Background and purpose: The emergence of infection with Coxiella burnetii, the causative organism of Q fever, has been only recently recognized in Taiwan. Several cases of acute Q fever infection have been described, but the prevalence of antibodies to C. burnetii in the general population in Taiwan has not been reported. Thus, we studied the seroprevalence of C. burnetii infection in southern Taiwan. Methods: We conducted a retrospective serosurvey to examine the prevalence of C. burnetii infection among subjects admitted to a rural hospital in Taiwan for various reasons, and among presumably healthy attendees of a routine physical examination clinic of an urban public hospital. The diagnosis of C. burnetii infection required the presence of antibodies to both phase I and II antigens (titer ≥ 1:16) or only to phase II antigens (titer ≥ 1-256), as detected by indirect immunofluorescence assay. Results: The prevalence of C. burnetii infection was 4.2% in both the in-patient (15/357) and physical examination participant (11/259) populations. None of these subjects had signs compatible with acute Q fever (febrile illness within the past 3 months). The antibody prevalence rate was higher in males than in females, and peaked in persons aged 61 to 70 years. Conclusions: These data suggest that C. burnetii infection is not rare in southern Taiwan and does not cause clinical symptoms in all infected patients.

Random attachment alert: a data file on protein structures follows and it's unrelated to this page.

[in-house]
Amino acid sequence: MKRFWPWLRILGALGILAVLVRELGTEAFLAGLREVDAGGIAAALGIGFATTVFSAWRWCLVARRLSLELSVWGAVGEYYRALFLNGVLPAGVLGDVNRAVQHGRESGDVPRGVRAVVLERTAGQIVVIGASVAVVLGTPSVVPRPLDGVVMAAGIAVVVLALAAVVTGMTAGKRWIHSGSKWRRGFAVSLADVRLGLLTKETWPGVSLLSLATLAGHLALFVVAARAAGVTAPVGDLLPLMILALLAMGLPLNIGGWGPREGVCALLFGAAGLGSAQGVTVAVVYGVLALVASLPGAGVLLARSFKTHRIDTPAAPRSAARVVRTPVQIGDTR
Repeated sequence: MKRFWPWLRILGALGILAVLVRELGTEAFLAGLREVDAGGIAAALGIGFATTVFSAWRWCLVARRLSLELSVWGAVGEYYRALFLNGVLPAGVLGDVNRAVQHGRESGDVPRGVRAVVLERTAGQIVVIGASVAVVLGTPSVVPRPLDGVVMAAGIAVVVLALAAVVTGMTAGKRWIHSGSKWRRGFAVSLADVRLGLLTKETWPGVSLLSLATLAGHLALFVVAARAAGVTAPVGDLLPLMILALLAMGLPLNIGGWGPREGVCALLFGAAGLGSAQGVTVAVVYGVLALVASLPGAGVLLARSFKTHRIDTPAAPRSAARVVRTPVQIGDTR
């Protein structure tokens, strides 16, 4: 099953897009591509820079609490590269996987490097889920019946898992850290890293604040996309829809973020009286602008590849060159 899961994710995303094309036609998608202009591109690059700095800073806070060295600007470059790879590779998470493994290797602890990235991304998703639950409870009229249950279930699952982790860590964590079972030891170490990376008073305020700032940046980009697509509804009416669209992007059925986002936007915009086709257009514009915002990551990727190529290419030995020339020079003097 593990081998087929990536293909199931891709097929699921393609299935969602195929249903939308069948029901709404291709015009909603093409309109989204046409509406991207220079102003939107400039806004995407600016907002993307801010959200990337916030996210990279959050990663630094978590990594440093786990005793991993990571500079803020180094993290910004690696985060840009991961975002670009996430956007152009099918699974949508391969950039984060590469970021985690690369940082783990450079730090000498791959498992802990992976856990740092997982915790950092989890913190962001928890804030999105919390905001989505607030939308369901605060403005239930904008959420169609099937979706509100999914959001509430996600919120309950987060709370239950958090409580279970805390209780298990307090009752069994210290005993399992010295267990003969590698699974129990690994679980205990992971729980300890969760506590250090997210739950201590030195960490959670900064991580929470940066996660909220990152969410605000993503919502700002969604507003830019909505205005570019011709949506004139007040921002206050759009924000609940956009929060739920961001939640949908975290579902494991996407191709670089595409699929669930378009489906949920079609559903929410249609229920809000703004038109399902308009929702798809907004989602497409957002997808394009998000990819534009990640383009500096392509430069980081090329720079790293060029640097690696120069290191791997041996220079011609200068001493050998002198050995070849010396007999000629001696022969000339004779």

|Number of pages||6|
|Journal||Journal of the Formosan Medical Association|
|Publication status||Published - 2000 Jan 1|
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